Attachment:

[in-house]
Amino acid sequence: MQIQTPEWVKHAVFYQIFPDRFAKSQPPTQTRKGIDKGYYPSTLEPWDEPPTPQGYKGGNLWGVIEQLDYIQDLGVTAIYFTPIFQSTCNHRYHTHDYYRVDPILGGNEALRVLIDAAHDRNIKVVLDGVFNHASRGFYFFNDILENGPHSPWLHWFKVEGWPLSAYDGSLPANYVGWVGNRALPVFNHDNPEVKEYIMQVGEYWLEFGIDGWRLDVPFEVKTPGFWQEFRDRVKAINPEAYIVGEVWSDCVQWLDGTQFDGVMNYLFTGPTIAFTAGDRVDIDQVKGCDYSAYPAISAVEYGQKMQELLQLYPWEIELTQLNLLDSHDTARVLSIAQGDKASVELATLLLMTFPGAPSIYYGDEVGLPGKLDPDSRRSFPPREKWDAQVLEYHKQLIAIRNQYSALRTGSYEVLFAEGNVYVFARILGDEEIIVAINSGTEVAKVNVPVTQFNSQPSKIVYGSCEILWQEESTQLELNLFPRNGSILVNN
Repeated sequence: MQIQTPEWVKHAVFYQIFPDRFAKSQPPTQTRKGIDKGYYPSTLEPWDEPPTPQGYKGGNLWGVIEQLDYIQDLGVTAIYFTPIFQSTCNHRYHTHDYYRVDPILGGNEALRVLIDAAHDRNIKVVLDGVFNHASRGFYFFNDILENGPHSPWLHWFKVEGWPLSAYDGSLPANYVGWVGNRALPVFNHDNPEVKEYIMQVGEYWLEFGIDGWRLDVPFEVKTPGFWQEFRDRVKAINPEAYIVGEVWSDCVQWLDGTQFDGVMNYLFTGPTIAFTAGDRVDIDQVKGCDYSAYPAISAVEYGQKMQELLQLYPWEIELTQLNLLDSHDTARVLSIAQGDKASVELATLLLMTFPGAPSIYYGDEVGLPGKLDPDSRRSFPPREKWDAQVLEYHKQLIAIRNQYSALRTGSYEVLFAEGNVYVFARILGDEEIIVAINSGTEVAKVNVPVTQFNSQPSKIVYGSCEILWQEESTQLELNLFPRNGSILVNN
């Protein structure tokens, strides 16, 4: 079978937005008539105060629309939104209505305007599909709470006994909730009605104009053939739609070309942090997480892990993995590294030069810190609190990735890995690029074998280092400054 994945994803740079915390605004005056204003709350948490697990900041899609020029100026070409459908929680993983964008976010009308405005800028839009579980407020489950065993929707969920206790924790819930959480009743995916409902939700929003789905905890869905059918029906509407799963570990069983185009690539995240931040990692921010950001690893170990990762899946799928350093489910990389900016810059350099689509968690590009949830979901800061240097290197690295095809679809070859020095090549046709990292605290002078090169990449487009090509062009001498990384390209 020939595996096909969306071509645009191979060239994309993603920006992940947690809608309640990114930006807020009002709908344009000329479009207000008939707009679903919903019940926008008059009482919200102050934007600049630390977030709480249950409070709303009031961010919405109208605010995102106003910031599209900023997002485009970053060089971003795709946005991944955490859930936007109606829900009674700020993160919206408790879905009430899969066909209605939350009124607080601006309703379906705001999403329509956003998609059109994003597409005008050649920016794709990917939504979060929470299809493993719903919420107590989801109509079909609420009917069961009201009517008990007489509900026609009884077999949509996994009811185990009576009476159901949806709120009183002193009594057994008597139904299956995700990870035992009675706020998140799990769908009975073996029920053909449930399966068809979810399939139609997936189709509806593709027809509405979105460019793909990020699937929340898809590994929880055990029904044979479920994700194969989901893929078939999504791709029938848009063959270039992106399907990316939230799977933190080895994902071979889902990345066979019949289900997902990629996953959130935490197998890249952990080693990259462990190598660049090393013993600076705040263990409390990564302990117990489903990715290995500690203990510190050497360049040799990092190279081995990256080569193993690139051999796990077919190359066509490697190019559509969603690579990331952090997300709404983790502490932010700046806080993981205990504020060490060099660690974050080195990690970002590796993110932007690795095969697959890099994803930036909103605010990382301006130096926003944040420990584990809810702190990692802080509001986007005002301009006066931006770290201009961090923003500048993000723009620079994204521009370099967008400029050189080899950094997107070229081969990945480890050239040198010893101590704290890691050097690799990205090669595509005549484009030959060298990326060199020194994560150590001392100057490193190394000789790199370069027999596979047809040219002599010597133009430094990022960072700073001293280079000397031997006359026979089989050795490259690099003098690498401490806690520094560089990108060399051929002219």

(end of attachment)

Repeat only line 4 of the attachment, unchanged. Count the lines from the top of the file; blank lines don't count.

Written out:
């Protein structure tokens, strides 16, 4: 079978937005008539105060629309939104209505305007599909709470006994909730009605104009053939739609070309942090997480892990993995590294030069810190609190990735890995690029074998280092400054 994945994803740079915390605004005056204003709350948490697990900041899609020029100026070409459908929680993983964008976010009308405005800028839009579980407020489950065993929707969920206790924790819930959480009743995916409902939700929003789905905890869905059918029906509407799963570990069983185009690539995240931040990692921010950001690893170990990762899946799928350093489910990389900016810059350099689509968690590009949830979901800061240097290197690295095809679809070859020095090549046709990292605290002078090169990449487009090509062009001498990384390209 020939595996096909969306071509645009191979060239994309993603920006992940947690809608309640990114930006807020009002709908344009000329479009207000008939707009679903919903019940926008008059009482919200102050934007600049630390977030709480249950409070709303009031961010919405109208605010995102106003910031599209900023997002485009970053060089971003795709946005991944955490859930936007109606829900009674700020993160919206408790879905009430899969066909209605939350009124607080601006309703379906705001999403329509956003998609059109994003597409005008050649920016794709990917939504979060929470299809493993719903919420107590989801109509079909609420009917069961009201009517008990007489509900026609009884077999949509996994009811185990009576009476159901949806709120009183002193009594057994008597139904299956995700990870035992009675706020998140799990769908009975073996029920053909449930399966068809979810399939139609997936189709509806593709027809509405979105460019793909990020699937929340898809590994929880055990029904044979479920994700194969989901893929078939999504791709029938848009063959270039992106399907990316939230799977933190080895994902071979889902990345066979019949289900997902990629996953959130935490197998890249952990080693990259462990190598660049090393013993600076705040263990409390990564302990117990489903990715290995500690203990510190050497360049040799990092190279081995990256080569193993690139051999796990077919190359066509490697190019559509969603690579990331952090997300709404983790502490932010700046806080993981205990504020060490060099660690974050080195990690970002590796993110932007690795095969697959890099994803930036909103605010990382301006130096926003944040420990584990809810702190990692802080509001986007005002301009006066931006770290201009961090923003500048993000723009620079994204521009370099967008400029050189080899950094997107070229081969990945480890050239040198010893101590704290890691050097690799990205090669595509005549484009030959060298990326060199020194994560150590001392100057490193190394000789790199370069027999596979047809040219002599010597133009430094990022960072700073001293280079000397031997006359026979089989050795490259690099003098690498401490806690520094560089990108060399051929002219």